Tuesday, March 10, 2020
Sinbad the Sailor essays The stories on Sinbad the Voyager from the Arabian nights, are fantastic tales of voyages of a merchant named Sinbad. The stories are told as Sinbad tells them to a humble porter named Hindbad, who after complaining about his lack of financial fortune outside of Sindbads luxurious home is invited into Sindbad's home. Sinbad offers Hindbad dinner and a hundred sequins, a substantial amount, to listen to his stories. Throughout the stories of Sinbad the Voyager in the Arabian Nights the main character Sinbad lacks the classic properties of a hero and is only respected because of his exotic stories and his wealth. Sinbad throughout his stories fails to prove himself worthy and respected for any virtues that make up a hero. He lacks such fundamental virtues like courage strength and mental superiority. His only distinguishing traits are that of luck and perseverance and his love of travel. However although Sinbad may be an appealing and charismatic character its the stories that are appealing and not his behavior. The fantastic creatures and lands that Sinbad speaks of are the main attraction of the stories and Sinbad is merely a merchant traveler who lives to tell their tale. Although he is the one who manages to escape with his life when confronted with the perils however its luck that liberates him from the hazardous situations. Sinbad fails to show any courage in any of his seven voyages. His apparent acts of bravery are brought forth by his will to live, and are not influenced by any noble cause. He musters up enough courage to burn out the single eye of the giant on an island, but only in the desperation of having watched his companions eaten by the giant. Even in that situation they poke out the eye of the monster without any courageous encounter, in fact they poke out the eye of the monster when he is asleep and then they run for their lives. In Sindbads encounter with the ...
Sunday, February 23, 2020
Summative assessment - Part 2 - Essay Example Thus, it is socially responsible and supports the entire market in order to ensure that the best products are available in the market. The company uses the most recent technology to run all its operations; every section or rather department of Anisa International has gone digital, starting from the marketing, management, communication and distribution of its products (Yahoo Finance, 2004). To start with, Anisa International, Inc. has gone digital in marketing of its products. There are a number of social websites that have allowed platforms for advertisements and other marketing procedures for various companies. Sites such as Facebook, twitter, YouTube and Google have made it easy and cheaper for business organizations across the globe to effective market their products. For instance, Anisa International has a Facebook page whereby all the news about the new products, changes in the existing products, prices of particular products and general company operations are posted. This style of marketing is somehow effective as it is easily accessible by any individual irrespective of age, gender, race or social class. With the current level of technology, there are hundreds of millions internet traffic daily; people access or rather visit various sites with diverse aims. Thus, for fashion lovers, Facebook pages for famous companies and other fashion websites are their destin ations. Information in AnisaÃ¢â¬â¢s Facebook pages is accessed or rather read by thousands of individuals daily. Therefore, the company easily spreads the news about its products via this medium. In addition, management of firmÃ¢â¬â¢s operations in todaysÃ¢â¬â¢ world has gone digital. Many organizations have transformed from paper work or rather manual way of transacting and recording information to the digital way of handling all the operations of the companies. For instance, Anisa International, Inc. has all the information about the companyÃ¢â¬â¢s operations stored and handled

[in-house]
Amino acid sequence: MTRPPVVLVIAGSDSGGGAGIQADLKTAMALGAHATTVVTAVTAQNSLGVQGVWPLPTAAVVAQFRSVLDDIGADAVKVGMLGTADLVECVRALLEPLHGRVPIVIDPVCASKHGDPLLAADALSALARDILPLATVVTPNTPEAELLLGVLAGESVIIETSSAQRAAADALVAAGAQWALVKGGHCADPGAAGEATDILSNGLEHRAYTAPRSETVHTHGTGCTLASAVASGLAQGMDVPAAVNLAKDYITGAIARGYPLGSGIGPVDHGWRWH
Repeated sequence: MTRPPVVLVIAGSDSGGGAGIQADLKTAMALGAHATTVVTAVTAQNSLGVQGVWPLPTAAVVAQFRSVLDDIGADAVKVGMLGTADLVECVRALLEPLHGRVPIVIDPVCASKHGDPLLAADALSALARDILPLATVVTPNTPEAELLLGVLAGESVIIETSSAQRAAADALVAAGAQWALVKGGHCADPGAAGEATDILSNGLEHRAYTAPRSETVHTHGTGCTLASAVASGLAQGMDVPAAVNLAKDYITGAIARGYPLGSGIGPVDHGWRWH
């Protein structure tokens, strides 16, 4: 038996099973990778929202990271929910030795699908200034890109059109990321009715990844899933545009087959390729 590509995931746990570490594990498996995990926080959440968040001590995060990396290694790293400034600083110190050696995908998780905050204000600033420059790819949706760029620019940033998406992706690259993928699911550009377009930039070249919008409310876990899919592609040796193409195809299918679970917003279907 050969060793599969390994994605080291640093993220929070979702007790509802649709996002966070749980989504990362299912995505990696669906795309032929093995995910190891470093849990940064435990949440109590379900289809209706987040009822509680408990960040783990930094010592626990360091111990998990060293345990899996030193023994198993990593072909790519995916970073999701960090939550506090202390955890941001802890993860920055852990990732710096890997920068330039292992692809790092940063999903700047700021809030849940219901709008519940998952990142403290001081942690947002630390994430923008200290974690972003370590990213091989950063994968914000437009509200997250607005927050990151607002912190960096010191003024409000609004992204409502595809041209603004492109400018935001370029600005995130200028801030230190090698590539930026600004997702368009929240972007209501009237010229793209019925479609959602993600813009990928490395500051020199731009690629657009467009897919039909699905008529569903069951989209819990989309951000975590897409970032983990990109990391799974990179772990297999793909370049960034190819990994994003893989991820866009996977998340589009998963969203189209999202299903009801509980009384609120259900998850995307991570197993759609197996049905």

Friday, February 7, 2020
SAP implementation Project Managment - Essay Example illustrates the application of various project management principles and practices that are desirable for project success and are largely covered in the PMBOK. This project is quite simple, the IBM PM Team works under a well predefined scope covering major areas such as putting out fires, preventing scope-creep, and managing risks. The most important point coming out here is that the team understands what they need to do and develop the scope well in advance, it is also quite impressive that they determine the risks involved during scope development. This kind of practice is well covered in the PMBOK under the chapter called scope management where project scope definition is identified as a very important area where boundaries of the project are determined. The fact that Prakash and his team start by going to the client site, gathering the requirements, and calculating the plan schedule indicates that they are very serious with project integration management. This is well defined in the PMBOK as a chapter dealing where integration management is presented as an aid towards project planning, execution and control. The preliminary actions of the team culminating in site visit for planning indicates a deep understanding of the importance of this aspect of project management. In my opinion, this action can be enhanced by coming up with a document that clearly maps out all the actions at the site visit level and indicate the project roadmap from this time. The project also includes another very important aspect dealing with stakeholders. After award of the contract it is clear that the Project Manager start implementation by defining objectives, purpose and justifying important actions. The scope is verified to fit within a measurement developed by the team that mainly involves determination of the commitment of stakeholders, performance is good, the schedules are predictable and that the risks identified are well mitigated. It is clear that the team is putting into